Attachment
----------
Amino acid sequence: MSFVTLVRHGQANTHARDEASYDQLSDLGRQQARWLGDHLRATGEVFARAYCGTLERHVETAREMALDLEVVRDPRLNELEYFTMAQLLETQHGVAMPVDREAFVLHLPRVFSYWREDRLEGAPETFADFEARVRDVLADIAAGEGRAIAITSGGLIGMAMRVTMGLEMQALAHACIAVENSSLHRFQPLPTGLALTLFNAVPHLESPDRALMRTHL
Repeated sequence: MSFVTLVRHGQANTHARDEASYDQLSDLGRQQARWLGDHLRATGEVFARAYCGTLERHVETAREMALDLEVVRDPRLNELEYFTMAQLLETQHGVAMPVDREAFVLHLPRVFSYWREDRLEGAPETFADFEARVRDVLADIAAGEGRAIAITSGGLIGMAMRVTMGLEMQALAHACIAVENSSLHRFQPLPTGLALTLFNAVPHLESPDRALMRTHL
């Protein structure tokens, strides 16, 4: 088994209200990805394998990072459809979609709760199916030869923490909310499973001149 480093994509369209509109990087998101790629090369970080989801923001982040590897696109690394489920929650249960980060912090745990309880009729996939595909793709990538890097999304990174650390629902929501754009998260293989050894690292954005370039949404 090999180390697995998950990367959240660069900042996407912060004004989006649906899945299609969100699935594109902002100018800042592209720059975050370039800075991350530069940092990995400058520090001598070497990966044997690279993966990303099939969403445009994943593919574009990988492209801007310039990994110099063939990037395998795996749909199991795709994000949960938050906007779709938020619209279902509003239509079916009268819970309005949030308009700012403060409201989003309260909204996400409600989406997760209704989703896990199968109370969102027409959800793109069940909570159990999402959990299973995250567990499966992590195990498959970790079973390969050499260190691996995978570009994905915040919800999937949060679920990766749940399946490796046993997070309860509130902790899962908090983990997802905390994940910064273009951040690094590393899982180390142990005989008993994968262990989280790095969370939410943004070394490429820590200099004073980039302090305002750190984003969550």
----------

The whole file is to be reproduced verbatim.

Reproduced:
Amino acid sequence: MSFVTLVRHGQANTHARDEASYDQLSDLGRQQARWLGDHLRATGEVFARAYCGTLERHVETAREMALDLEVVRDPRLNELEYFTMAQLLETQHGVAMPVDREAFVLHLPRVFSYWREDRLEGAPETFADFEARVRDVLADIAAGEGRAIAITSGGLIGMAMRVTMGLEMQALAHACIAVENSSLHRFQPLPTGLALTLFNAVPHLESPDRALMRTHL
Repeated sequence: MSFVTLVRHGQANTHARDEASYDQLSDLGRQQARWLGDHLRATGEVFARAYCGTLERHVETAREMALDLEVVRDPRLNELEYFTMAQLLETQHGVAMPVDREAFVLHLPRVFSYWREDRLEGAPETFADFEARVRDVLADIAAGEGRAIAITSGGLIGMAMRVTMGLEMQALAHACIAVENSSLHRFQPLPTGLALTLFNAVPHLESPDRALMRTHL
């Protein structure tokens, strides 16, 4: 088994209200990805394998990072459809979609709760199916030869923490909310499973001149 480093994509369209509109990087998101790629090369970080989801923001982040590897696109690394489920929650249960980060912090745990309880009729996939595909793709990538890097999304990174650390629902929501754009998260293989050894690292954005370039949404 090999180390697995998950990367959240660069900042996407912060004004989006649906899945299609969100699935594109902002100018800042592209720059975050370039800075991350530069940092990995400058520090001598070497990966044997690279993966990303099939969403445009994943593919574009990988492209801007310039990994110099063939990037395998795996749909199991795709994000949960938050906007779709938020619209279902509003239509079916009268819970309005949030308009700012403060409201989003309260909204996400409600989406997760209704989703896990199968109370969102027409959800793109069940909570159990999402959990299973995250567990499966992590195990498959970790079973390969050499260190691996995978570009994905915040919800999937949060679920990766749940399946490796046993997070309860509130902790899962908090983990997802905390994940910064273009951040690094590393899982180390142990005989008993994968262990989280790095969370939410943004070394490429820590200099004073980039302090305002750190984003969550």